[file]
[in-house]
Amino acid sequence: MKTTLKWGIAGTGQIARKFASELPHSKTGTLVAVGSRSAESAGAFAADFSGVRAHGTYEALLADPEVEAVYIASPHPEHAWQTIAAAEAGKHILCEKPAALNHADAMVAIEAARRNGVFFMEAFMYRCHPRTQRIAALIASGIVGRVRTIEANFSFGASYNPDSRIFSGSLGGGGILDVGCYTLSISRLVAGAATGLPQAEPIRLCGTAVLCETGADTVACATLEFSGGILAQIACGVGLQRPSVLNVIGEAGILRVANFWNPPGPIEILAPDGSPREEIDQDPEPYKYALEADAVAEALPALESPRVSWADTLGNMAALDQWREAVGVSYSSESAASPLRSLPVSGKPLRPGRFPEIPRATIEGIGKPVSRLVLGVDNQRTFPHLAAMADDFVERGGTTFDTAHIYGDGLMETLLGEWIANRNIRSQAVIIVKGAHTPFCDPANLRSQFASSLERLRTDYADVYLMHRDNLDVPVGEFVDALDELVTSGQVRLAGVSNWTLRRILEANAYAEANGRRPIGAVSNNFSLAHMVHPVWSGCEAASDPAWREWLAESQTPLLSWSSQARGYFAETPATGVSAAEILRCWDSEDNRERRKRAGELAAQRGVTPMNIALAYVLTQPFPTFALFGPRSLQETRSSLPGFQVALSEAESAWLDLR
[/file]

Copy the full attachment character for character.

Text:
[in-house]
Amino acid sequence: MKTTLKWGIAGTGQIARKFASELPHSKTGTLVAVGSRSAESAGAFAADFSGVRAHGTYEALLADPEVEAVYIASPHPEHAWQTIAAAEAGKHILCEKPAALNHADAMVAIEAARRNGVFFMEAFMYRCHPRTQRIAALIASGIVGRVRTIEANFSFGASYNPDSRIFSGSLGGGGILDVGCYTLSISRLVAGAATGLPQAEPIRLCGTAVLCETGADTVACATLEFSGGILAQIACGVGLQRPSVLNVIGEAGILRVANFWNPPGPIEILAPDGSPREEIDQDPEPYKYALEADAVAEALPALESPRVSWADTLGNMAALDQWREAVGVSYSSESAASPLRSLPVSGKPLRPGRFPEIPRATIEGIGKPVSRLVLGVDNQRTFPHLAAMADDFVERGGTTFDTAHIYGDGLMETLLGEWIANRNIRSQAVIIVKGAHTPFCDPANLRSQFASSLERLRTDYADVYLMHRDNLDVPVGEFVDALDELVTSGQVRLAGVSNWTLRRILEANAYAEANGRRPIGAVSNNFSLAHMVHPVWSGCEAASDPAWREWLAESQTPLLSWSSQARGYFAETPATGVSAAEILRCWDSEDNRERRKRAGELAAQRGVTPMNIALAYVLTQPFPTFALFGPRSLQETRSSLPGFQVALSEAESAWLDLR